The Twenty-First Century has, since 2001, been bereft of landmark political or social moments. The key word here is “landmark,” indicating a fixed point in time after which the ideological apparatus in place before the event can no longer function, such is the impact it has on society, economics and culture. This is hardly surprising, since 9/11 shattered what was quite possibly the West’s last frontier in its ability to be shocked, and was the last “where were you when…?” moment in living memory. As the Twenty-First Century has unfolded, global events have occurred in what feels like a steady trickle, owing not only to the First World’s new-found numbness to devastation and outrage, but also to the way in which events have been relayed to us. In the fifteen years since the towers collapsed, the ingestion of current affairs has gradually slipped away from the static television screen and become something experienced singularly (one-on-one) through portable, streamlined devices. Before the internet, the news was fed to us daily at precise quarters of a clock, with the 6 and 9 PM installments reserved for in-depth investigations into the ramifications of the day’s events. This may well still be the case, but it is now by no means how we initially learn of these events, which are continuously fed to us via the offices of internet newsfeeds which have no beginning or end, and wholesale information dumps such as Twitter. News is no longer dropped on us four times a day around a centralised information hub (i.e. television or radio), but is now with us all day, and can be accessed from any location via mobile phones, tablet and laptops. Wi-Fi has freed us from the necessity of the specific location, and thus the “where were you?” moment can no longer really exist, since such an occasion is marked by more quotidian, tangential social interactions (since social media, we are no longer social beings) – history has always been made in conjunction with analogue discourse to provide context and understanding; the pause for reflection has been superseded by the knee-jerk re-tweet. Is it any wonder, then, that cultural eruptions comparable to that of 1976 have been scarce-to-non-existent during the last decade-and-a-half, and that the cultural satellites of the punk movement can now be bought in Primark on t-shirt racks which also contain images of Miles Davis and Captain America?
In this sense we can quite easily relate the lack of modern social information exchanges and their replacement by personalised feeds of information to a Twenty-First Century flatness, or to put it simply, an age when globally-relevant events are still unfolding on a daily basis but are no longer felt as shockwaves. Without shockwaves there can be no fissures, which is where Twentieth-Century culture once thrived: jazz, pop, punk, Abstract Expressionism, Conceptual Art and the Postmodern break in general all happened as a consequence of events which were felt as they occurred, and carried real consequences, unlike the political pantomimes of today. The ages in which these events happened had their own zeitgeist modelled from the social mood, and are remembered – perhaps rightly or wrongly – for their cultural and social values. In an age which has had no real shockwaves or fissures a void has inevitably been created which has no atmosphere, zeitgeist or – crucially – human analogue. Since domestic concerns are primarily centred around economy, the average Western citizen concerns him or herself with financial survival and the waning scope for prosperity. Occupy, it can be argued, is itself a modified sit-in, grafted from the late-1960s onto the present day and given an Economics degree. Where it has prospered – as opposed to the disenfranchised, disconnected youth of fifty years ago – is in its organisation and the clarity of its voice, both of which can be attributed to technological agencies unimaginable in the last century. We have lost our sense of the epoch-making event, the galvanising force to attempt something different: the rule book is no longer torn up, so much as it is re-told through post-millennial perspectives.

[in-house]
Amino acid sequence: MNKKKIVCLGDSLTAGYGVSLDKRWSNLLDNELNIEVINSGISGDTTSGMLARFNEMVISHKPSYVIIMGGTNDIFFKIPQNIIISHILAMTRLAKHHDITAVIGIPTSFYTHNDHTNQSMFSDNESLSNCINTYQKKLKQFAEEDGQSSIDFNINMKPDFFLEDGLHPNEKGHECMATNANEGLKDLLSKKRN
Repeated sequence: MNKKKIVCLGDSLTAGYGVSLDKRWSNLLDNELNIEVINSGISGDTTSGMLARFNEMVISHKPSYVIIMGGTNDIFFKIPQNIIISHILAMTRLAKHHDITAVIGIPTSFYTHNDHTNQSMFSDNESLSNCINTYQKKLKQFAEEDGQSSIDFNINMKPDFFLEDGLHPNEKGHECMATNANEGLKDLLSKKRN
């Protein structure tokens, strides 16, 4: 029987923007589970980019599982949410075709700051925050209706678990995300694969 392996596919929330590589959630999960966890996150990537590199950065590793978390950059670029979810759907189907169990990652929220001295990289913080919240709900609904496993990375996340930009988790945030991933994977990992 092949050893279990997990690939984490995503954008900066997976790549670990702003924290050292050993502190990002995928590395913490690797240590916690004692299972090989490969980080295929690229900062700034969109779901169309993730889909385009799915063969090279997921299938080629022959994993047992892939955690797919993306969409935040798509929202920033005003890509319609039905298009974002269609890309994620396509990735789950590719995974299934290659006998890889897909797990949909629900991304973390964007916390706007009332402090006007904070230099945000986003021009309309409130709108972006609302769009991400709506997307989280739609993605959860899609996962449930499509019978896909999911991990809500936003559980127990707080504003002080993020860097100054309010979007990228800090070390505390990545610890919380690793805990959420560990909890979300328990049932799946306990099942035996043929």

Baudrillard postulated that the Gulf War never took place, and using the same rationale, one can also argue that few have also been the events since the conflict which have been entirely authentic (an aside must be made here to comment on the word “authentic,” since semantic slippage has seen the word move from meaning “original” or “created with absolute faith to an original model to signify that a synthetic product has been made with an eye to the superficial adjuncts [packaging, branding, logo, etc.] which once accompanied similar products and are subject to mass-nostalgia.). Politicians are merely synthetic gestalts of corporate ideologies; crises are either overstated or played-down according to a news agency’s affiliations. None of this is new, of course.
The schizophrenic is subject to fragmented thinking and delusions, synthesises words which make only subjective sense to the patient; repeats words and phrases over and over, each time as if for the first. The schizophrenic displays a lack of emotional expressions, shows little to no enthusiasm and exhibits repetitive, jarring speech abnormalities. Studies have shown that a key environmental factor in the onset of schizophrenia is childhood separation or loss – dislocation from a previous generation. The post-millennial condition is schizophrenic in all of these factors and more. Perhaps the most critical similarity, though, is in the delusional impersonation of established personalities of import without prejudice to the historical or mythological frameworks in which they belong.